On January 28, Data Privacy Day takes place every year, a time to raise awareness of the importance of protecting the personal information of people online. Apple commemorates Data Privacy Day by sharing an easy-to-understand article, “A Day in the Life of Your Data,” explaining how businesses track user information through websites and apps. The report also shares how privacy features across products from Apple give consumers more transparency and control, encouraging people to protect their personal information with the tools and knowledge.
“Privacy means peace of mind, it means security, and it means you are in the driver’s seat when it comes to your own data,” said Craig Federighi, Apple’s senior vice president of Software Engineering. “Our goal is to create technology that keeps people’s information safe and protected. We believe privacy is a fundamental human right, and our teams work every day to embed it in everything we make.”
“A Day in the Life of Your Data” allows consumers to better understand how third-party firms monitor their data through applications and websites while explaining the tools that Apple offers to make monitoring more transparent and giving users more power. The clarifier sheds light on how common some of these behaviors have become.
On average, applications have six other business “trackers” that have the sole purpose of capturing and monitoring individuals and their personal details. These trackers capture data that is compiled, exchanged, aggregated, and monetized, fueling an industry estimated at $227 billion per year.
Apple introduced a range of significant privacy features as part of iOS 14 and iPadOS 14 to help users make more informed decisions about their data. In particular, two of them have the ability to make a huge difference in helping users protect their privacy:
- With the new privacy information section on App Store product pages, a feature called the privacy nutrition label, Apple is requiring every app — including its own — to give users an easy-to-view summary of the developer’s privacy practices. Every product page on the App Store includes standardized, easy-to-read information based on the developer’s self-reported data practices. The privacy nutrition labels give users key information about how an app uses their data — including whether the data is used to track them, linked to them, or not linked to them.
- And starting soon, with Apple’s next beta update, App Tracking Transparency will require apps to get the user’s permission before tracking their data across apps or websites owned by other companies. Under Settings, users will be able to see which apps have requested permission to track and make changes as they see fit. This requirement will roll out broadly in early spring with an upcoming release of iOS 14, iPadOS 14, and tvOS 14, and has already garnered support from privacy advocates around the world.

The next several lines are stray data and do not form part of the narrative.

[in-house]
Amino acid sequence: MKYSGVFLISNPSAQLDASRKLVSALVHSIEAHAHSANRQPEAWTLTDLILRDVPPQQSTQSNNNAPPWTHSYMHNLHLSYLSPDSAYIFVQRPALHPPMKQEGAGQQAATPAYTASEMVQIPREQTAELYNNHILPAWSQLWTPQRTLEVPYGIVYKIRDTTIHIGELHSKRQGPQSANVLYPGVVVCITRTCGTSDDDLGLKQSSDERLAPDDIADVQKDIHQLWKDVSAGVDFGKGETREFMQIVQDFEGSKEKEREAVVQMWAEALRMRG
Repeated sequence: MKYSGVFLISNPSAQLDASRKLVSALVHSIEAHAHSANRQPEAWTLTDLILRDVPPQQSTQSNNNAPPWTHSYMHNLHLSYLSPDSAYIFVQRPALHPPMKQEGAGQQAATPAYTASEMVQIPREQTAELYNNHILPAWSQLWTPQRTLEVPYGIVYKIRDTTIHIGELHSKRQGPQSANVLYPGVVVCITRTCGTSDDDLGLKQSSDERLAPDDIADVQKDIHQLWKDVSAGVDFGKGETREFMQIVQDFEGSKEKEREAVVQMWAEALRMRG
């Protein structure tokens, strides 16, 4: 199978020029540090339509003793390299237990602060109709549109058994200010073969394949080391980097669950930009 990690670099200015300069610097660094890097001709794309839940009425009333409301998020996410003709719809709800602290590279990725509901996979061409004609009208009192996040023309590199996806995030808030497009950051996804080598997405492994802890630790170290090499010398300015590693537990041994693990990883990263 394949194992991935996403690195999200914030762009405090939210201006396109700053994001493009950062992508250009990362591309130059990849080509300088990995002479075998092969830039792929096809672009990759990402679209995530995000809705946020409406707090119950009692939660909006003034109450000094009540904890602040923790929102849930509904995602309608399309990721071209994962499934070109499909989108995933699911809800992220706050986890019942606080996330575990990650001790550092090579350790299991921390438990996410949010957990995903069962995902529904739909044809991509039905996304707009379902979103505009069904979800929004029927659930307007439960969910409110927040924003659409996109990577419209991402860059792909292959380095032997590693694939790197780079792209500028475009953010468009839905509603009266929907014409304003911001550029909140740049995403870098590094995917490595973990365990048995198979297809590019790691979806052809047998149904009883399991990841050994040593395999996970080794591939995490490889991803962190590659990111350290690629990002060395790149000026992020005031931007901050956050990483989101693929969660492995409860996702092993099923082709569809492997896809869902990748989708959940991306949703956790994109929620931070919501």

Privacy organizations praise Apple’s leadership:
Gus Hosein, Privacy International: “PI’s investigations into data brokers and ad tech companies reveal a complex, fast-growing industry that is opaque to the average user. Where there is a lack of transparency, exploitation thrives. Invisible and gratuitous data collection leaves users unable to exercise their rights and protect their privacy. Apple’s nutrition labels require industry to be clear and upfront with consumers and tools like App Tracking Transparency will help people to assert control over the invisible leakage of their data. With these commendable innovations, the industry will finally feel pressure to change. Consumer awareness and technical solutions are important parts of the solution, but in order to prevent a cat-and-mouse game between industry actors, we need substantive, enforceable regulation to stop this exploitation of our data.”
Jeff Chester, Center for Digital Democracy: “Apple’s new data privacy tools ensure that people have greater control over their personal information. Data brokers and online advertisers will now have to act more responsibly when dealing with consumers who use third-party applications on Apple devices.”
Michelle Richardson, Center for Democracy and Technology: “Too often, consumers are unknowing participants in a web of data tracking and targeting. These changes will help rebalance the ecosystem so that data collection and sharing is more transparent and tracking is no longer the default. Systemic change of this breadth is a huge leap forward for consumers.”
Tristan Harris, Center for Humane Technology: “Today’s Apple announcement moves the ecosystem further away from the malicious effects of secretive profiling and microtargeting that enable many of the problems outlined in The Social Dilemma.”
Only the first step toward a better privacy experience is the recognition of business practices such as data tracking. Users will need the functionality and controls to determine how and by whom their information is used. Apple has led the market with every one of its goods and services by creating privacy guarantees.
FTC: We receive compensation from the links on this page. Learn more